Up The Hill Jackie is a heartfelt new play from Áine Ryan. It follows two Irish sisters on a trip organised with the intention of pressuring Jackie, Rita’s younger sister, into having an abortion she does not want.
It is a fresh exploration into the ways in which women are denied choice over their own bodies. Jackie lacks the option of abortion in Ireland and, though she has a legal choice when in London, her sister mirrors the oppressive laws, denying her again the right to choose what happens to her body.
Though it tackles this inherently political issue, it is not a just a story with a simple political point to prove. Instead, it grows into a play about the complexities of relationships and control, held skilfully by both actors.
The two have different acting styles which work to complement each other and create the dynamic between controlling sister and lost, struggling young girl. This is an already interesting dichotomy, but is challenged as the show progresses, blurring the lines of the meanings of innocence and experience, of good and bad.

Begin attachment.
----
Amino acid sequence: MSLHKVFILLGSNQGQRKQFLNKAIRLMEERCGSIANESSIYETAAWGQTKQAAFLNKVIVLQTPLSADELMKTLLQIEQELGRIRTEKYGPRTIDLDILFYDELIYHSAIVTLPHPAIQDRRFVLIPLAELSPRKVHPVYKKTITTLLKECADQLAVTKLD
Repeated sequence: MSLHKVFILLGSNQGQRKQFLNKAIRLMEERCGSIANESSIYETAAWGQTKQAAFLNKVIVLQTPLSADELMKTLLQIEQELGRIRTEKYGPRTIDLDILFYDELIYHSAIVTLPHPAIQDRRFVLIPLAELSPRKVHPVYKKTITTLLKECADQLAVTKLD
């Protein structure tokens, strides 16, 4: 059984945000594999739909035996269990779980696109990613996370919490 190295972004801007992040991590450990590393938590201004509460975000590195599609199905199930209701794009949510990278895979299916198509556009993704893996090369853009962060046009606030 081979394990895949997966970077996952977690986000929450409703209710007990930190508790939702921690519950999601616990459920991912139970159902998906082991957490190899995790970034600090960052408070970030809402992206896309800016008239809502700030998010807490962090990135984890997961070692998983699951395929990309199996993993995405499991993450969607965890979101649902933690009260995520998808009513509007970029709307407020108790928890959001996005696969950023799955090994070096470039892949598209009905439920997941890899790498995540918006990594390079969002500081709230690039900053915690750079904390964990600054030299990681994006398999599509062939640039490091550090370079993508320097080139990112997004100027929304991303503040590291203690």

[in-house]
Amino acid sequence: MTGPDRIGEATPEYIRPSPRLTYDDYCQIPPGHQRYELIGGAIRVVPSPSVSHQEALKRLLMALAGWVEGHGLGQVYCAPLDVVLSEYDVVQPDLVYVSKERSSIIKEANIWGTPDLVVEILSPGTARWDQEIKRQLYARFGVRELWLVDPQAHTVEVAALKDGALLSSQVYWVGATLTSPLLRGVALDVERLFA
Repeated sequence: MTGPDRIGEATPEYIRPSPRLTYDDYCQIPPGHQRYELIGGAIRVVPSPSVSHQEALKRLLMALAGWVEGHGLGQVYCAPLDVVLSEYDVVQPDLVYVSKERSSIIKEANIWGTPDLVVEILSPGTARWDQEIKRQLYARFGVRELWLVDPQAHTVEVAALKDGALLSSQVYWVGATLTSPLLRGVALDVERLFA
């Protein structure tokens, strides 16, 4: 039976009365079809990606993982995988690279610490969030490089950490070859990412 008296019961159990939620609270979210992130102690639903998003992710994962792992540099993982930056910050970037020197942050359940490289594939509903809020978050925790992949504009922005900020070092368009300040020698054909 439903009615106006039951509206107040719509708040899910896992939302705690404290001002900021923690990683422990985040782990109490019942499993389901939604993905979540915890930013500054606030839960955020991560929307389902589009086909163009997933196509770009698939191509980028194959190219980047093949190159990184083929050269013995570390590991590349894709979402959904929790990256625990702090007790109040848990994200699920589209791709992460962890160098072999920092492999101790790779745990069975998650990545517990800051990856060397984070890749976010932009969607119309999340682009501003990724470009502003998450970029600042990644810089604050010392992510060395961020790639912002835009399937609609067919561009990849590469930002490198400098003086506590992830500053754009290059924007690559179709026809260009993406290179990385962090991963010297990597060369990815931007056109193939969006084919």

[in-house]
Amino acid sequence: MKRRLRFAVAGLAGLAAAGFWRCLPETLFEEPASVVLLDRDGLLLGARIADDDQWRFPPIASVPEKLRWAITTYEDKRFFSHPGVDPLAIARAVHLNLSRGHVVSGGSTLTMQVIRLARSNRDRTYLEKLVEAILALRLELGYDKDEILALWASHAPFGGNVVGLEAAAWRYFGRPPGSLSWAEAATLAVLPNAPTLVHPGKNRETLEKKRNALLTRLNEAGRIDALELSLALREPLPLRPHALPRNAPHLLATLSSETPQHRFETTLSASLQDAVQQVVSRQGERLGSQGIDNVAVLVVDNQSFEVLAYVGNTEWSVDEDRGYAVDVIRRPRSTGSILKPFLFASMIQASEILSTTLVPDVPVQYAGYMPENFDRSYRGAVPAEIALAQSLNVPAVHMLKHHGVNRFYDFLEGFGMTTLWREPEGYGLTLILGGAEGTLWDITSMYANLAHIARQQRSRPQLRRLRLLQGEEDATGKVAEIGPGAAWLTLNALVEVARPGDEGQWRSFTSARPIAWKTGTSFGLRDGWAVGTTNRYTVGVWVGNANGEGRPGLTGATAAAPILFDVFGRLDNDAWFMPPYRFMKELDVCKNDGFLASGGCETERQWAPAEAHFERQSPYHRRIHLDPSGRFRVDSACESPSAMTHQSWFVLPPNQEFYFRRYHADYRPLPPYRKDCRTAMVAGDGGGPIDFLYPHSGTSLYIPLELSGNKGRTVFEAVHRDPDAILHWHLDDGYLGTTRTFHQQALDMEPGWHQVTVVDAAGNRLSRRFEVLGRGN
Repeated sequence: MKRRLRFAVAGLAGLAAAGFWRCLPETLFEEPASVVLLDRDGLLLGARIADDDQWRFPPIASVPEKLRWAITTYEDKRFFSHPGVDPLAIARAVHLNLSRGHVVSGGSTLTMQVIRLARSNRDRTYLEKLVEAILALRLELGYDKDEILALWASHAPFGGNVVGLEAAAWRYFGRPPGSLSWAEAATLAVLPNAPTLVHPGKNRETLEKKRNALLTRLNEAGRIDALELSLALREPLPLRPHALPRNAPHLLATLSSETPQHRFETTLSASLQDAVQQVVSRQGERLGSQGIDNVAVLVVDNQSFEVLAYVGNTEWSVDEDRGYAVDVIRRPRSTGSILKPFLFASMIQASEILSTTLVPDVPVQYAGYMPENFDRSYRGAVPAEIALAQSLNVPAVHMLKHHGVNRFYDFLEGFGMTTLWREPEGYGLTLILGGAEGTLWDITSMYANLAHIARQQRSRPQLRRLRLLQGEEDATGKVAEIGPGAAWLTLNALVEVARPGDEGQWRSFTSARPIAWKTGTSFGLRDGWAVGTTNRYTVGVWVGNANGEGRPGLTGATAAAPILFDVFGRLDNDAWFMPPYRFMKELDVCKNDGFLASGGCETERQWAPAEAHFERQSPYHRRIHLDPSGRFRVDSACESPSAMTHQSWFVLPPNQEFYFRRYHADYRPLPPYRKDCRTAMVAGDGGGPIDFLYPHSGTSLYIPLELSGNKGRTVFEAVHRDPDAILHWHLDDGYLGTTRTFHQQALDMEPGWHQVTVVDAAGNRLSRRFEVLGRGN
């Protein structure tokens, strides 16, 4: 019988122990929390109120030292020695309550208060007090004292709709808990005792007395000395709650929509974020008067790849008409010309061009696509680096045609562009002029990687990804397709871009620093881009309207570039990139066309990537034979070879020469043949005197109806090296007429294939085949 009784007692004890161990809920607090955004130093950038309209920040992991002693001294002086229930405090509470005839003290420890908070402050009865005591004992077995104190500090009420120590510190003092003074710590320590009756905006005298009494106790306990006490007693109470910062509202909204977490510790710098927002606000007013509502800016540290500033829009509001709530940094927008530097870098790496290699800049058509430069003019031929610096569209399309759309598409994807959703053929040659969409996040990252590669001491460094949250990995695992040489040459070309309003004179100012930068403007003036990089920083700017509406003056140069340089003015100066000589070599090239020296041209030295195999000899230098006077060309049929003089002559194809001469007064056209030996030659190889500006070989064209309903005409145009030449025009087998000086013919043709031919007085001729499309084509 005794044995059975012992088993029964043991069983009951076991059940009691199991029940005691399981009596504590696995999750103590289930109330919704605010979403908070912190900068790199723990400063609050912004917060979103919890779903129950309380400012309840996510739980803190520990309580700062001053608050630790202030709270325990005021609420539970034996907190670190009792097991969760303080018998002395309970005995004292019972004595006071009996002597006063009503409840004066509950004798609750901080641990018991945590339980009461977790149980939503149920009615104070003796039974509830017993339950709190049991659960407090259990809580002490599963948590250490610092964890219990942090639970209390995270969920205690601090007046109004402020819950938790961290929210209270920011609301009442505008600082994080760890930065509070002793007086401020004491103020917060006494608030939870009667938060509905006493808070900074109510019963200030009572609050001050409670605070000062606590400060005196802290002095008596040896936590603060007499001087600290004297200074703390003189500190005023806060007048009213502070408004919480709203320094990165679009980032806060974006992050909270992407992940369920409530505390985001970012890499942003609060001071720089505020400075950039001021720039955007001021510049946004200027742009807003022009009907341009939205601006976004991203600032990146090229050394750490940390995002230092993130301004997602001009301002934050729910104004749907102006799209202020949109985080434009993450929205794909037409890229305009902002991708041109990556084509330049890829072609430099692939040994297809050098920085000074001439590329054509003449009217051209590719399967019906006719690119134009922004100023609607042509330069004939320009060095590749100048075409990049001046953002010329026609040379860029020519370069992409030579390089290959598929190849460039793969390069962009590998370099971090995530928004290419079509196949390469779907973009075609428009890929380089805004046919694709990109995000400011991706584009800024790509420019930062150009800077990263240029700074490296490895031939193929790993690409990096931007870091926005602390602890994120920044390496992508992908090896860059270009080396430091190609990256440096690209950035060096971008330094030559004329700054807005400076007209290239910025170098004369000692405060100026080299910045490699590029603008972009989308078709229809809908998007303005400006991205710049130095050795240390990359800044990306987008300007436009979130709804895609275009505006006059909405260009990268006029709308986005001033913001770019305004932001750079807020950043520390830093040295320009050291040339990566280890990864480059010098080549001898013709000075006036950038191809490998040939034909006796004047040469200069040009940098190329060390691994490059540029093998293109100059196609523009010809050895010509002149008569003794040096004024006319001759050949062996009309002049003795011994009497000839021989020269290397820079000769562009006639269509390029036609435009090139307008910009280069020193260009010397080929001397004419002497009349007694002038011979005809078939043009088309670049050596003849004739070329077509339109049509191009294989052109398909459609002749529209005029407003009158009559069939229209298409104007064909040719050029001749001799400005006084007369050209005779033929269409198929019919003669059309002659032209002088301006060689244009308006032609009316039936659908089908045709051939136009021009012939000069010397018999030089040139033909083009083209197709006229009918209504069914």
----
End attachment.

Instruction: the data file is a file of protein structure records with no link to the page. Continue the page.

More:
The character of Jackie is effectively constructed as naïve and vulnerable by Erin Ryan. The incorporation of simple melodies strummed out on a ukulele add to her daydreaming character, creating an intense sympathy for Jackie, which is tested as more is revealed. Áine Ryan is her domineering sister, conveying a controlling but troubled relationship with consistent energy and skill.
Despite the play’s heavy subject matter, Ryan has given it a subtle humour that runs throughout. The strength but occasional silliness of two young people in a horrible situation, trying to stumble their way out of it, is captured with warmth and sensitivity.
It remains tense and intriguing until the end, with multiple unexpected plot twists taking the audience through a range of emotions. Though most of these layers work to provide the play with the complexity that makes it successful, a couple of the revelations detract slightly from the effectiveness of the play’s stark format.
Aine Ryan writes with bold, commanding talent. Her dialogue is not flowery, but believable and original. Combined with the brilliant acting, she has created a gem of a play.
Up the Hill Jackie is playing at Bedlam Theatre as part of the Edinburgh Fringe until August 28.